To the folks who say that you get 15 shots per roll of 120 film, I’ve honestly never heard that. My Bronica ETRS only does up to 14 max, and I’ve never yielded 15 or 16 shots per roll.

Even so, I still stick to my statement that for the money involved with developing, you’re still probably better off shooting 6×6 or 6×7 and still getting more bang for your buck.

  • xxbluejay21
    Unknown Unknown Unknown Unknown

    Hot damn…. 4-5 dollars per shot? Even if you shoot just one shot a day you’ll end up spending a thousand dollars a year on film and development. I really love medium format film but with those prices how is it possible??

  • Nikolay Chernichenko
    Unknown Unknown Unknown Unknown

    Hasselblad H1 gives 16 shots per roll! You need to count also the TIME to post process all these photos from the digital camera. Time is a lot of money if your profession is photography. You can use the time to work on promotion instead of editing.

  • Horace Langford
    Unknown Unknown Unknown Unknown

    So much for the skill of photography, why not just use the right tool for the job? I still shoot professionally with a Bronica ETRs, and Hasselblad film as well as digital formats

    • ChrisGampat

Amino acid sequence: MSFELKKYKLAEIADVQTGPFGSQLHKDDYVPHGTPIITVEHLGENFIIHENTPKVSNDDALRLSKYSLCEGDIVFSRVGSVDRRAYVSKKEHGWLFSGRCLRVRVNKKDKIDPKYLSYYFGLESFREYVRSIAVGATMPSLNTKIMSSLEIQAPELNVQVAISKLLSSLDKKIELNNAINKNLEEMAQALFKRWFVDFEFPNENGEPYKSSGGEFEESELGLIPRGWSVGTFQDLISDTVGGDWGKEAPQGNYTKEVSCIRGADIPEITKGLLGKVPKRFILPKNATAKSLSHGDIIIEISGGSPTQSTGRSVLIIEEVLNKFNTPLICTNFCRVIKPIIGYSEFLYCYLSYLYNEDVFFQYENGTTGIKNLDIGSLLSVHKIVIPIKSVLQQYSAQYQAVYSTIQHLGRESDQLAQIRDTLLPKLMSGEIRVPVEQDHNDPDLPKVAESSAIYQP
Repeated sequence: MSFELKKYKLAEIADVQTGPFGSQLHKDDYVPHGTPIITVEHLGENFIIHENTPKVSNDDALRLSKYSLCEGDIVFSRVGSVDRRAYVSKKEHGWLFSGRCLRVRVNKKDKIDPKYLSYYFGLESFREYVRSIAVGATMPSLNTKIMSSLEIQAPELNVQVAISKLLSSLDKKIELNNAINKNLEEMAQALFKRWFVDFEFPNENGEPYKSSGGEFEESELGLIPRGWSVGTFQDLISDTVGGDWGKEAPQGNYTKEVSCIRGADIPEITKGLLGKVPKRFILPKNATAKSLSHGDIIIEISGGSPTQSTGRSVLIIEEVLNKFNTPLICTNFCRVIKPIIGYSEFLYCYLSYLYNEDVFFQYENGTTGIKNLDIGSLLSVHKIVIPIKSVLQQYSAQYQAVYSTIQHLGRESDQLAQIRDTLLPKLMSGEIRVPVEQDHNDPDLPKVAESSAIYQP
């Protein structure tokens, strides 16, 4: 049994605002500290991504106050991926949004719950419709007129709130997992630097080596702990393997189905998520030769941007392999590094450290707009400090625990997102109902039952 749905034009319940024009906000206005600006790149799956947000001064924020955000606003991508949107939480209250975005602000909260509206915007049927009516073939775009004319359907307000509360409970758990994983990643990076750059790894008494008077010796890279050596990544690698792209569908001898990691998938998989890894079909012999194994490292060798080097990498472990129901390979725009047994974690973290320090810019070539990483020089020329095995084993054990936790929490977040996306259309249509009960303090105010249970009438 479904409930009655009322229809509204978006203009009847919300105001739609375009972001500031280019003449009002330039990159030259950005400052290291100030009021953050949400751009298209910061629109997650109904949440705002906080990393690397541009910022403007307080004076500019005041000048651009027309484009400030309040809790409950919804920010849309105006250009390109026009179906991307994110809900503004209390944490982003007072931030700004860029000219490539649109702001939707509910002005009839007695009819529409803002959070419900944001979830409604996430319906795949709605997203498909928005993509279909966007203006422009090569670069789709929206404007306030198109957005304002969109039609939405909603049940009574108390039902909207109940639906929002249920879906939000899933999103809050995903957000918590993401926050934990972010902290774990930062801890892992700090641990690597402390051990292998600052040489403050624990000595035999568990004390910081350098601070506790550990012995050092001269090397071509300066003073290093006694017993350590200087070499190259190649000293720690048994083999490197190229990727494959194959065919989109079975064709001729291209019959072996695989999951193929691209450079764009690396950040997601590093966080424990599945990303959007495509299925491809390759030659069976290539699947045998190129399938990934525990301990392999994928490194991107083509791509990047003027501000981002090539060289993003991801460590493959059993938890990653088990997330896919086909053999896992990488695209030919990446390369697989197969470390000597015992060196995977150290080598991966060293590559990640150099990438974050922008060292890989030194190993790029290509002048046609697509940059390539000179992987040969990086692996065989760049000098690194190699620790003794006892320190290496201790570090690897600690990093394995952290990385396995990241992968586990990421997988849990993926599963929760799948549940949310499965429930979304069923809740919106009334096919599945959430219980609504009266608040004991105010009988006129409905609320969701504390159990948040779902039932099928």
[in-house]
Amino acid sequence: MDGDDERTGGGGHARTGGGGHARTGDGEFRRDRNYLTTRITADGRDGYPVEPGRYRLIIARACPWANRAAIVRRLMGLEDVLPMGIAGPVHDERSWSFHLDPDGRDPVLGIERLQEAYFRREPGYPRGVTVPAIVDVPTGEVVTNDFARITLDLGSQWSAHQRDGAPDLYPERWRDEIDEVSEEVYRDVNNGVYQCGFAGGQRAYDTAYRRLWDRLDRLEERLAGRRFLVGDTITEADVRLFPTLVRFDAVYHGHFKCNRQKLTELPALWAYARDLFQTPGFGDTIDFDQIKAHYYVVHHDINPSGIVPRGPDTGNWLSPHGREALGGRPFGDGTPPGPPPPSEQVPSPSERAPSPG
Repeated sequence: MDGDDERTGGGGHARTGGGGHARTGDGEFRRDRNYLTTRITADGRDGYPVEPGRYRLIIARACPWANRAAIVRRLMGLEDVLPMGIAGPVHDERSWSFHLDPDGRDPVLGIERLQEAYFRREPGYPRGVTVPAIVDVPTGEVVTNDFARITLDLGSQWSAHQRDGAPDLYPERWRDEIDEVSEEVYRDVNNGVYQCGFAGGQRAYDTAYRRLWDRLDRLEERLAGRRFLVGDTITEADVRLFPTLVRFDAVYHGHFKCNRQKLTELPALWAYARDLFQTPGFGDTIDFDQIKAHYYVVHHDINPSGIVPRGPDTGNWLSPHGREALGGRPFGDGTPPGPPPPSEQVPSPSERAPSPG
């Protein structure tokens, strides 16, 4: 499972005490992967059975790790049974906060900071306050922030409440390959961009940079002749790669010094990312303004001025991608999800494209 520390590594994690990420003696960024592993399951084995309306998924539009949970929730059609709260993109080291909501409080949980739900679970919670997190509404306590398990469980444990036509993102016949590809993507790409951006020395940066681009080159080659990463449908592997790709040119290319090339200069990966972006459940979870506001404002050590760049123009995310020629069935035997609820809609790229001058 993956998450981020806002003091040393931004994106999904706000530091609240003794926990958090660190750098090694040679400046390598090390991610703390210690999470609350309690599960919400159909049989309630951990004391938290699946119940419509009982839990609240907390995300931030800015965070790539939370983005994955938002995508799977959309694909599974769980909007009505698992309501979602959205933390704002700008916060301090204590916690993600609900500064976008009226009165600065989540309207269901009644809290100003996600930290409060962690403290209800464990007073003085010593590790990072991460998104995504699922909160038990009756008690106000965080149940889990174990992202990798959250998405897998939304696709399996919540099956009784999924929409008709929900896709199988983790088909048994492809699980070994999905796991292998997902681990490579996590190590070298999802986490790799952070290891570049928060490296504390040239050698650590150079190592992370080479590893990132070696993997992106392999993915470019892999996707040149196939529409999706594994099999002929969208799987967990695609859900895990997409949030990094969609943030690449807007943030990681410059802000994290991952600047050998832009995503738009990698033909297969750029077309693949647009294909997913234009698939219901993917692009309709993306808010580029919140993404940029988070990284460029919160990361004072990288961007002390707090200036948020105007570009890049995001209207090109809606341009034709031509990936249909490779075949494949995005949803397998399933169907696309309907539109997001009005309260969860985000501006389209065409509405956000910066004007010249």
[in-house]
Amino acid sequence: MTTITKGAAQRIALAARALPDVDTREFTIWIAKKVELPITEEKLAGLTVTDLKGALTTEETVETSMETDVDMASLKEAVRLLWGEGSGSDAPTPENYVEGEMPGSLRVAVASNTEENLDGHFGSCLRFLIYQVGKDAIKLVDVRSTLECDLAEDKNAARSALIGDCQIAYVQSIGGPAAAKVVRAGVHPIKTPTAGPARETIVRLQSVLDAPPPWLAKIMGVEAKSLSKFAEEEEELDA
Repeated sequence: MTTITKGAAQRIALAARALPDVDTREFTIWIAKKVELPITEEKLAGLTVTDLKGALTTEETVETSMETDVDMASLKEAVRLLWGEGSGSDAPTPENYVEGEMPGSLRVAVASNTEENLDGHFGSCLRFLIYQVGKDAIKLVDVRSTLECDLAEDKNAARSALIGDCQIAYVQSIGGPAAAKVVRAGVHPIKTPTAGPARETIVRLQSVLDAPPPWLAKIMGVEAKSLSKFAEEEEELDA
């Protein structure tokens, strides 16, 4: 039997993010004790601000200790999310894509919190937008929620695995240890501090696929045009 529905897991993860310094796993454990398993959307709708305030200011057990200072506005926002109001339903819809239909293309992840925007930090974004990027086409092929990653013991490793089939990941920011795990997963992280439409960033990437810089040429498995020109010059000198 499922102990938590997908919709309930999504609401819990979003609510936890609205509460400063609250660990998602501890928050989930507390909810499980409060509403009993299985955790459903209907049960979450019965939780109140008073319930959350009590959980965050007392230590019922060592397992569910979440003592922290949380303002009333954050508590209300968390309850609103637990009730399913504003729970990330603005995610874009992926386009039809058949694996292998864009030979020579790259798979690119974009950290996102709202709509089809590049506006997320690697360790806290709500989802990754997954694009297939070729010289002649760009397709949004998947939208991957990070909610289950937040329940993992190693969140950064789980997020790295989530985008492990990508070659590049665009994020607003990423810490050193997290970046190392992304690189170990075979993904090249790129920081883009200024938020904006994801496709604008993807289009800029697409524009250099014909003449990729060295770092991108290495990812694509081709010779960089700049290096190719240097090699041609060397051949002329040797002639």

Unknown Unknown Unknown Unknown

      Really? Send me an email, I want to see some work.

  • SomeoneNotImportant
    Unknown Unknown Unknown Unknown

    Nothing beats a Heidelberg. The way Photo Multipliers work is beyond good and evil. The way the Imacon works on the other hand is childsplay.
    Having drumscanned 35mm transparency and negatives shot with Leica glass at 50MP, 6×6 Portra400 at 90MP, 4x5inch from a Linhof Technika with Schneider glass at 120MP i’d rather spend the money i’m saving on models and location.
    I do not want to discuss skintones on celluloid since nothing beats film when it comes to a natural rendering of skintone.
    Means less work for my colorist and cheaper in post after all.

  • Moulyneau
    Unknown Unknown Unknown Unknown

    Allow me to redo the math with a scan for, say 1000 bucks and 60 shots per pack (not 12…):

    49000(100MP back) – 1000 (decent scan) / 60 = 800 packs. That makes 800×60=48000 or a very, very long time of shooting indeed!